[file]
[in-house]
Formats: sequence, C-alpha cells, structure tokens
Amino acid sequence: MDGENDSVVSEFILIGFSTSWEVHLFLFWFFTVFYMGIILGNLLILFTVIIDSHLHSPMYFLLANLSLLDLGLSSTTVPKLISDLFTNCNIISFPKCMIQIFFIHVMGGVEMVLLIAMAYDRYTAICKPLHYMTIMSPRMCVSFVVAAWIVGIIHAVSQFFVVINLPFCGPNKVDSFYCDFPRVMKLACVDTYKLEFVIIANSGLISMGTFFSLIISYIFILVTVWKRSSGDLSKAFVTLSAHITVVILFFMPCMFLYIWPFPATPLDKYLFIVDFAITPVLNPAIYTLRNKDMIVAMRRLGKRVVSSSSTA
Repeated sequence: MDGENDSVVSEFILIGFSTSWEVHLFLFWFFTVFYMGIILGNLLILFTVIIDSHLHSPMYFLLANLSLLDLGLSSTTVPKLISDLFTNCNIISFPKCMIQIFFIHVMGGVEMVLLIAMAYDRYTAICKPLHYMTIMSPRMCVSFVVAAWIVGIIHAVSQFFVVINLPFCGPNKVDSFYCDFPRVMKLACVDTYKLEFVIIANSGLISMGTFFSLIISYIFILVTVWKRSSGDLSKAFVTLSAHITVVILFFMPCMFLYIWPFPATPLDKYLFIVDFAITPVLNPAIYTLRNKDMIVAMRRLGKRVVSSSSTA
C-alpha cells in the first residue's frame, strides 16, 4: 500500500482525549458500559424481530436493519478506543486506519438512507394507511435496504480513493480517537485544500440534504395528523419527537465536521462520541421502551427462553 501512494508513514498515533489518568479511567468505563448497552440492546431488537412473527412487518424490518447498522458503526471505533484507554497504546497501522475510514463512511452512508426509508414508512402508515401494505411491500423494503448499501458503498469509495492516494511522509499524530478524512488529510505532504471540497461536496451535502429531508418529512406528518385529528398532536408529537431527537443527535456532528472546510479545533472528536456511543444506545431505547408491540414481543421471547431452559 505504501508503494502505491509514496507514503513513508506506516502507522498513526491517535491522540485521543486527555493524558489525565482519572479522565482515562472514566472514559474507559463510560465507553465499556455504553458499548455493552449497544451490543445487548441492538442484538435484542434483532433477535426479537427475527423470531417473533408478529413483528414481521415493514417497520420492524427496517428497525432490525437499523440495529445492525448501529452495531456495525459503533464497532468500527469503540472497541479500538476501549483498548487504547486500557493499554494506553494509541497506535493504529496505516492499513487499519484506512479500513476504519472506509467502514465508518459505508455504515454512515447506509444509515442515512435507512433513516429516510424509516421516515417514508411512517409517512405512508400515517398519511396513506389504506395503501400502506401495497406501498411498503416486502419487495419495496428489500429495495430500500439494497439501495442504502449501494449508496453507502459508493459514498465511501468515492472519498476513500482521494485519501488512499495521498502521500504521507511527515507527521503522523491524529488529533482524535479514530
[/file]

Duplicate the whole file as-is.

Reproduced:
[in-house]
Formats: sequence, C-alpha cells, structure tokens
Amino acid sequence: MDGENDSVVSEFILIGFSTSWEVHLFLFWFFTVFYMGIILGNLLILFTVIIDSHLHSPMYFLLANLSLLDLGLSSTTVPKLISDLFTNCNIISFPKCMIQIFFIHVMGGVEMVLLIAMAYDRYTAICKPLHYMTIMSPRMCVSFVVAAWIVGIIHAVSQFFVVINLPFCGPNKVDSFYCDFPRVMKLACVDTYKLEFVIIANSGLISMGTFFSLIISYIFILVTVWKRSSGDLSKAFVTLSAHITVVILFFMPCMFLYIWPFPATPLDKYLFIVDFAITPVLNPAIYTLRNKDMIVAMRRLGKRVVSSSSTA
Repeated sequence: MDGENDSVVSEFILIGFSTSWEVHLFLFWFFTVFYMGIILGNLLILFTVIIDSHLHSPMYFLLANLSLLDLGLSSTTVPKLISDLFTNCNIISFPKCMIQIFFIHVMGGVEMVLLIAMAYDRYTAICKPLHYMTIMSPRMCVSFVVAAWIVGIIHAVSQFFVVINLPFCGPNKVDSFYCDFPRVMKLACVDTYKLEFVIIANSGLISMGTFFSLIISYIFILVTVWKRSSGDLSKAFVTLSAHITVVILFFMPCMFLYIWPFPATPLDKYLFIVDFAITPVLNPAIYTLRNKDMIVAMRRLGKRVVSSSSTA
C-alpha cells in the first residue's frame, strides 16, 4: 500500500482525549458500559424481530436493519478506543486506519438512507394507511435496504480513493480517537485544500440534504395528523419527537465536521462520541421502551427462553 501512494508513514498515533489518568479511567468505563448497552440492546431488537412473527412487518424490518447498522458503526471505533484507554497504546497501522475510514463512511452512508426509508414508512402508515401494505411491500423494503448499501458503498469509495492516494511522509499524530478524512488529510505532504471540497461536496451535502429531508418529512406528518385529528398532536408529537431527537443527535456532528472546510479545533472528536456511543444506545431505547408491540414481543421471547431452559 505504501508503494502505491509514496507514503513513508506506516502507522498513526491517535491522540485521543486527555493524558489525565482519572479522565482515562472514566472514559474507559463510560465507553465499556455504553458499548455493552449497544451490543445487548441492538442484538435484542434483532433477535426479537427475527423470531417473533408478529413483528414481521415493514417497520420492524427496517428497525432490525437499523440495529445492525448501529452495531456495525459503533464497532468500527469503540472497541479500538476501549483498548487504547486500557493499554494506553494509541497506535493504529496505516492499513487499519484506512479500513476504519472506509467502514465508518459505508455504515454512515447506509444509515442515512435507512433513516429516510424509516421516515417514508411512517409517512405512508400515517398519511396513506389504506395503501400502506401495497406501498411498503416486502419487495419495496428489500429495495430500500439494497439501495442504502449501494449508496453507502459508493459514498465511501468515492472519498476513500482521494485519501488512499495521498502521500504521507511527515507527521503522523491524529488529533482524535479514530